Besides, does the $.99 e-book truly make you a best-seller? I don’t think it does.

    • Jackie Layton November 19, 2013 at 8:12 am #

      I wonder if anybody has done a study on the $.99 books for sale. Do the highest paid authors do this? I don’t think so, but I’ve not studied it that closely.

      One day will readers quit buying the .99 novels because they are not as high quality as the best seller novels at higher prices?

      I understand the thought of selling some stories at lower prices to build an audience, but are these our best stories? And once an author sells this cheap, will his/her followers not be willing to pay higher prices?

      I don’t know the answers, but I hope this trend doesn’t last long.

    • Virginia November 24, 2013 at 7:31 am #

      Sure feels like bestselling to me when I’m in the top ten of the genre for 10 months at a time. If I priced the book at 2.99 and it was invisible and sold a hundred copies a year, that would do nobody any good. To sell 10,000+ copies in five months PER BOOK at .99 sure feels like I’m making money. I sold 500 copies of Pride, Prejudice, and Cheese Grits yesterday. I’m a writer. And it definitely feels like it was a best-seller.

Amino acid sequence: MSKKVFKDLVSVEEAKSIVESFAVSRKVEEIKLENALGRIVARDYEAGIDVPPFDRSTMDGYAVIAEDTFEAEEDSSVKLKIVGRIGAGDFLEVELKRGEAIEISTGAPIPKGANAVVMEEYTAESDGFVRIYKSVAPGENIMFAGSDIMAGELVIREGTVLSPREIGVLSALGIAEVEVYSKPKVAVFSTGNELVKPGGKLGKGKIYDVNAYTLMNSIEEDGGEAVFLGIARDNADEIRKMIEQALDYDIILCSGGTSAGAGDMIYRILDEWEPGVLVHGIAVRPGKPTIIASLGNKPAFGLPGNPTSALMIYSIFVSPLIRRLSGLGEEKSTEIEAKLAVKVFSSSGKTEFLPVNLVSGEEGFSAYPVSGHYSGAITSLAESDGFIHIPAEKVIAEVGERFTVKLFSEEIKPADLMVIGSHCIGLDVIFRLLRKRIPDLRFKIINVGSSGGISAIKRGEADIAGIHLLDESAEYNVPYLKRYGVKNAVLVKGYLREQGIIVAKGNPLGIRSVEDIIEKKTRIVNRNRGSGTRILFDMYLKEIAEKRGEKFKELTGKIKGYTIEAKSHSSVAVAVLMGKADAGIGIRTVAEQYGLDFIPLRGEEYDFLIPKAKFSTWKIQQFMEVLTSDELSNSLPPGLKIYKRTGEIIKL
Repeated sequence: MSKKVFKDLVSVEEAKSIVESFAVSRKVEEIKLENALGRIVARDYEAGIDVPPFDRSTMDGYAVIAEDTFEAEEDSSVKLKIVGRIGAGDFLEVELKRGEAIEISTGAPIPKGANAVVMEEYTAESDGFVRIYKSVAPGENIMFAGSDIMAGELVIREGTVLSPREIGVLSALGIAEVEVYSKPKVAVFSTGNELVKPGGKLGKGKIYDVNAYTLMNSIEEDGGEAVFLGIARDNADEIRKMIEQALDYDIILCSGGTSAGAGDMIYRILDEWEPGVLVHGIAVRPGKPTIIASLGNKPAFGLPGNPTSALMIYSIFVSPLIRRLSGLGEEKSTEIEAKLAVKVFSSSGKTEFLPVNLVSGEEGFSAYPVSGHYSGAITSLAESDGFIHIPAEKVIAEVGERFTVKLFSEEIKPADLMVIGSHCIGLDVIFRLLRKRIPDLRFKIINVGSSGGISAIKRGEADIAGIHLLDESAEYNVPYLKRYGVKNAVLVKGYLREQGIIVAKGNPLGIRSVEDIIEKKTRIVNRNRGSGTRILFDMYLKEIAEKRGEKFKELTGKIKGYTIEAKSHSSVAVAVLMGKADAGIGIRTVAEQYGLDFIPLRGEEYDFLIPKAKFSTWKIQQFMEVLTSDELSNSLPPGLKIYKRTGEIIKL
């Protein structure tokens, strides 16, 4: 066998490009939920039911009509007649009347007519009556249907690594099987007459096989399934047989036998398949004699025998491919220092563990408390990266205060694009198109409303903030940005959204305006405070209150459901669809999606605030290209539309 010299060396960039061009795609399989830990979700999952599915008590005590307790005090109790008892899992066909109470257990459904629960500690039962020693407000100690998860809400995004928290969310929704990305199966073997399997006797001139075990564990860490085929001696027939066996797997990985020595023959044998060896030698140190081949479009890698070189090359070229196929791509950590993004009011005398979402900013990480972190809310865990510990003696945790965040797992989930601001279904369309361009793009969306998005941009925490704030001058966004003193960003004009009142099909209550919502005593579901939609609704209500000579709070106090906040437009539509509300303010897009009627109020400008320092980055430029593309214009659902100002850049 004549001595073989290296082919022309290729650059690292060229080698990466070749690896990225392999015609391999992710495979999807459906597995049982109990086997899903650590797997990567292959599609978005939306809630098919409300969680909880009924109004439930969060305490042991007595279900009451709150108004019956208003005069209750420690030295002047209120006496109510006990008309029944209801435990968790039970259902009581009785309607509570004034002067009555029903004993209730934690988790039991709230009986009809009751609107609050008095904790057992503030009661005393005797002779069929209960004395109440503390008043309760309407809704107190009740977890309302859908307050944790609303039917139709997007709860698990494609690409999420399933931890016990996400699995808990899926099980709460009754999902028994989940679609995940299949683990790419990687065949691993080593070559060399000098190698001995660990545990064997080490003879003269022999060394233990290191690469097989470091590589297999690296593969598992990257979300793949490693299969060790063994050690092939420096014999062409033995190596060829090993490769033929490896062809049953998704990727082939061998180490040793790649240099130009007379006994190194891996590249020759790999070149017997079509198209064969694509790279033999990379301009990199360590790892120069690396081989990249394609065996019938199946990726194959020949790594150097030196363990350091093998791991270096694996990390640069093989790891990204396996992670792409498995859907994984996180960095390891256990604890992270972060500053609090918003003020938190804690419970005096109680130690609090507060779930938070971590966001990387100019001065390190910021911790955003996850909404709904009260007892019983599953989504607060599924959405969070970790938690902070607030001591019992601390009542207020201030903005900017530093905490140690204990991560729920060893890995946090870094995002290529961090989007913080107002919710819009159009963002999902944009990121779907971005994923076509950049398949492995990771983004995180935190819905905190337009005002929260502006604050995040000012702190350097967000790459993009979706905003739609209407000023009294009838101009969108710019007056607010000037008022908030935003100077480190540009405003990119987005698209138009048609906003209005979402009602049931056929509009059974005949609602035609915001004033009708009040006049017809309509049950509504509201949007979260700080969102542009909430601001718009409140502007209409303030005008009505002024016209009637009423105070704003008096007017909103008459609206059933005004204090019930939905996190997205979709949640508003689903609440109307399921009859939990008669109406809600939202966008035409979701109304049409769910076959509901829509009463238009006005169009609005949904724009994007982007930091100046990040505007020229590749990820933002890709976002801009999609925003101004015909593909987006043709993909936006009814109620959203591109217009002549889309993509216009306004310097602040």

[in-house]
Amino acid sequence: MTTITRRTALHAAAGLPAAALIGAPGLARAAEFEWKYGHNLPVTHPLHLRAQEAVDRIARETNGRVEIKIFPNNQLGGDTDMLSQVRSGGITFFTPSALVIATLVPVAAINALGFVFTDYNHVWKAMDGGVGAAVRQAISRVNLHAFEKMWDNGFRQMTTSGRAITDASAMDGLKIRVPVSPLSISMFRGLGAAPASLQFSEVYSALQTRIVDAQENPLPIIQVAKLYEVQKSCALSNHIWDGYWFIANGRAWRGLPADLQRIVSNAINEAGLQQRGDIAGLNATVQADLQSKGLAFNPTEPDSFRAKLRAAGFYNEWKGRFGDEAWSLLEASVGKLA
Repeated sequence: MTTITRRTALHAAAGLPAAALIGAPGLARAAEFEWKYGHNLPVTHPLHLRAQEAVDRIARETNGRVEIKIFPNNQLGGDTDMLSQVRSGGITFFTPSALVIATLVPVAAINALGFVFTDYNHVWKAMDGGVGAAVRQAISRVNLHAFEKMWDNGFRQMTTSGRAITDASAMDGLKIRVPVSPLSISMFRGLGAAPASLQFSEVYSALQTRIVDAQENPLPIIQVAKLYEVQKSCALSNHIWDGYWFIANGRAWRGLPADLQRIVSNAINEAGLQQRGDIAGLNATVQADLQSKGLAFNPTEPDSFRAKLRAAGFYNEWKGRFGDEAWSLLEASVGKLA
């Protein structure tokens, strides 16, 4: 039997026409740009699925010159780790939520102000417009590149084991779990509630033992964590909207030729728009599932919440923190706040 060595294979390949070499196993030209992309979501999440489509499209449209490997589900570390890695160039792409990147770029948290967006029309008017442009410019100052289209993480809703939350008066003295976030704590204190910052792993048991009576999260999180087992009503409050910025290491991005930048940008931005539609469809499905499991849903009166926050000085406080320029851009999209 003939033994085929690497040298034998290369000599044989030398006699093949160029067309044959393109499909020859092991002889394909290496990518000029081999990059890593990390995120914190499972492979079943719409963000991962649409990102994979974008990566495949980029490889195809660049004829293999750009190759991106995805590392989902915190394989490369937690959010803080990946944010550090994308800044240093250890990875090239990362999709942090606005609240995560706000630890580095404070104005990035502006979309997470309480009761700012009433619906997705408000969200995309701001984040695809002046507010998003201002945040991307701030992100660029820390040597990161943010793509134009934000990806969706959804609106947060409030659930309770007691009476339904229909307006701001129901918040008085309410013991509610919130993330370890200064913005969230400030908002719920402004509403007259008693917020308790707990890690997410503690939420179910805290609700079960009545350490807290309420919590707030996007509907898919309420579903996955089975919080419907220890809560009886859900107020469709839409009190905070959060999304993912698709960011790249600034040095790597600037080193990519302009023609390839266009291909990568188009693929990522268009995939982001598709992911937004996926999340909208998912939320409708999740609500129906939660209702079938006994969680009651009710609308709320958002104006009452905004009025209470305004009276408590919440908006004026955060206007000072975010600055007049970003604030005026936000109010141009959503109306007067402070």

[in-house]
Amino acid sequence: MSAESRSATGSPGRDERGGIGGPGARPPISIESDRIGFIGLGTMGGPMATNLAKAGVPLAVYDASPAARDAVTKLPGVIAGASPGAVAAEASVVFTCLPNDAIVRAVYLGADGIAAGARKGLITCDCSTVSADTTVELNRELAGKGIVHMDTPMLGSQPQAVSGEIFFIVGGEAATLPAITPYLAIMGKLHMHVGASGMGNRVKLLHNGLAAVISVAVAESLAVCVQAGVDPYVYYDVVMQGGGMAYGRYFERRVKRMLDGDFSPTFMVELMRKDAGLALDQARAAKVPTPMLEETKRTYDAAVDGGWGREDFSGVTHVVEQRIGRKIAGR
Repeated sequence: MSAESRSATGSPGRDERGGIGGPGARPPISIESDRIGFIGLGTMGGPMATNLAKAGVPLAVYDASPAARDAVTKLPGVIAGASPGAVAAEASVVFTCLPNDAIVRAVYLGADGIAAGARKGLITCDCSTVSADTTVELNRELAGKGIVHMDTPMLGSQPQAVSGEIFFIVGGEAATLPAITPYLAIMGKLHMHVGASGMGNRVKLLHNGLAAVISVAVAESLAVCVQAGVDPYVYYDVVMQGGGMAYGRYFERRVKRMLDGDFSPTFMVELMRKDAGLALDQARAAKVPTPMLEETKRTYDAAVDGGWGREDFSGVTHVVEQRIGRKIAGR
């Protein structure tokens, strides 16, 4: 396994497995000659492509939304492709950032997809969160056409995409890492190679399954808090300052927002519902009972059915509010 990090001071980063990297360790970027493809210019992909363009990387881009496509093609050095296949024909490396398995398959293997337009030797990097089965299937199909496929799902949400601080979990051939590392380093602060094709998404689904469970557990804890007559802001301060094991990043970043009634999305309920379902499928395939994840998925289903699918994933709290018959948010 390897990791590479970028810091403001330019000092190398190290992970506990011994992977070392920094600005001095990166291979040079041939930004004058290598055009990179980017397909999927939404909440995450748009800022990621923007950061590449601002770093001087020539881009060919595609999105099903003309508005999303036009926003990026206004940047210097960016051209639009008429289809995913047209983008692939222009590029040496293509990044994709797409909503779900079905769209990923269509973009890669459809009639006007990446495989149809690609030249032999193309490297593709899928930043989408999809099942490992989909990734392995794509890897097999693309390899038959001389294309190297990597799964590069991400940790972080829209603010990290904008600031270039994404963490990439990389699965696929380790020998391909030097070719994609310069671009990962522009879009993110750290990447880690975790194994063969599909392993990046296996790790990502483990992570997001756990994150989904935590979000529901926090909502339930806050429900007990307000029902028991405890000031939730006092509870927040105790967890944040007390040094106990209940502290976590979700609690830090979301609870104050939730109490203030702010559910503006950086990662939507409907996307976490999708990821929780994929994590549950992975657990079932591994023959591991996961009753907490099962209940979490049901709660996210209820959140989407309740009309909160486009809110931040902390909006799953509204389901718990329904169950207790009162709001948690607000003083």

Funny how easily we want to discount others’ successes. I admire those who can sell 9.99 books at the same rate I sell my .99 book. But I don’t think they’re fleecing the readers or short-changing them on a product, just because their book is priced much higher. I wish I could do the same. But I’ll stick with my best selling books, at whatever price the readers want them. I listen to the readers first.

  4. Debra L. Butterfield November 19, 2013 at 7:34 am #

    I have Kindle for PC, a nice plus, but I didn’t know it was there until after I bought my laptop.

    “Training consumers that books cost $0.99 will irreparably damage the entire publishing industry.” It’s hard enough for writers to make a living without adding issues like this. While I do enjoy the e-book technology, print books don’t strain my eyes the way e-readers do. I dread the thought of print books becoming extinct.

  5. Robin Patchen November 19, 2013 at 7:51 am #

    I love books. I love how they look, how they feel in my hands, how they smell. But when I have a choice between reading on my Kindle and reading a print book, I’ll choose the Kindle every single time.

    I still purchase print books, especially for nonfiction titles I know I’ll want to flip through again and again. And my favorite novelists’ books line my shelves. But most of those books are also “stacked” in my Kindle, where they never fall off the shelves because I’ve piled them too high, and I never have to dust them.

  6. Mike Manto November 20, 2013 at 2:27 am #